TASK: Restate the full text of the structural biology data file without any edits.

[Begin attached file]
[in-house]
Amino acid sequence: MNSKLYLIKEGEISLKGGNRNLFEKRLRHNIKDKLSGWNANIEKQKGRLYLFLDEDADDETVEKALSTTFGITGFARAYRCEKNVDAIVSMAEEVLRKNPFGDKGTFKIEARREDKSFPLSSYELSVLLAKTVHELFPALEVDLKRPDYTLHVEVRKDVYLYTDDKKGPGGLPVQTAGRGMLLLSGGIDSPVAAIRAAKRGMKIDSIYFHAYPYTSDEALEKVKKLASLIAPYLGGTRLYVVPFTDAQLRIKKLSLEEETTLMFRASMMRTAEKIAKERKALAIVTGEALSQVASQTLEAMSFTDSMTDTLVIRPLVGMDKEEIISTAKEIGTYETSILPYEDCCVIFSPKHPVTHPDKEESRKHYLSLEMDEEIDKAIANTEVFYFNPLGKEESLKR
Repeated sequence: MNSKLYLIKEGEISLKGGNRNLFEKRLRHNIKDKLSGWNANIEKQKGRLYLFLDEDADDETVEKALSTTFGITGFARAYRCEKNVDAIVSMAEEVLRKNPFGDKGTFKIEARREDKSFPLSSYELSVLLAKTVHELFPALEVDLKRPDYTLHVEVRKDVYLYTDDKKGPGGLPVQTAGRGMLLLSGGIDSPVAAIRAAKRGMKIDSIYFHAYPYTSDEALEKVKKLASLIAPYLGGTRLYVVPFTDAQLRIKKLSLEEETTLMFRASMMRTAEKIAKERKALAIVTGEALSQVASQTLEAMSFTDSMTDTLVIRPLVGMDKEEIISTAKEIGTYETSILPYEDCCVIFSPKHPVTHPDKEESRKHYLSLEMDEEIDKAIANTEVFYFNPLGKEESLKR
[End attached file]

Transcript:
[in-house]
Amino acid sequence: MNSKLYLIKEGEISLKGGNRNLFEKRLRHNIKDKLSGWNANIEKQKGRLYLFLDEDADDETVEKALSTTFGITGFARAYRCEKNVDAIVSMAEEVLRKNPFGDKGTFKIEARREDKSFPLSSYELSVLLAKTVHELFPALEVDLKRPDYTLHVEVRKDVYLYTDDKKGPGGLPVQTAGRGMLLLSGGIDSPVAAIRAAKRGMKIDSIYFHAYPYTSDEALEKVKKLASLIAPYLGGTRLYVVPFTDAQLRIKKLSLEEETTLMFRASMMRTAEKIAKERKALAIVTGEALSQVASQTLEAMSFTDSMTDTLVIRPLVGMDKEEIISTAKEIGTYETSILPYEDCCVIFSPKHPVTHPDKEESRKHYLSLEMDEEIDKAIANTEVFYFNPLGKEESLKR
Repeated sequence: MNSKLYLIKEGEISLKGGNRNLFEKRLRHNIKDKLSGWNANIEKQKGRLYLFLDEDADDETVEKALSTTFGITGFARAYRCEKNVDAIVSMAEEVLRKNPFGDKGTFKIEARREDKSFPLSSYELSVLLAKTVHELFPALEVDLKRPDYTLHVEVRKDVYLYTDDKKGPGGLPVQTAGRGMLLLSGGIDSPVAAIRAAKRGMKIDSIYFHAYPYTSDEALEKVKKLASLIAPYLGGTRLYVVPFTDAQLRIKKLSLEEETTLMFRASMMRTAEKIAKERKALAIVTGEALSQVASQTLEAMSFTDSMTDTLVIRPLVGMDKEEIISTAKEIGTYETSILPYEDCCVIFSPKHPVTHPDKEESRKHYLSLEMDEEIDKAIANTEVFYFNPLGKEESLKR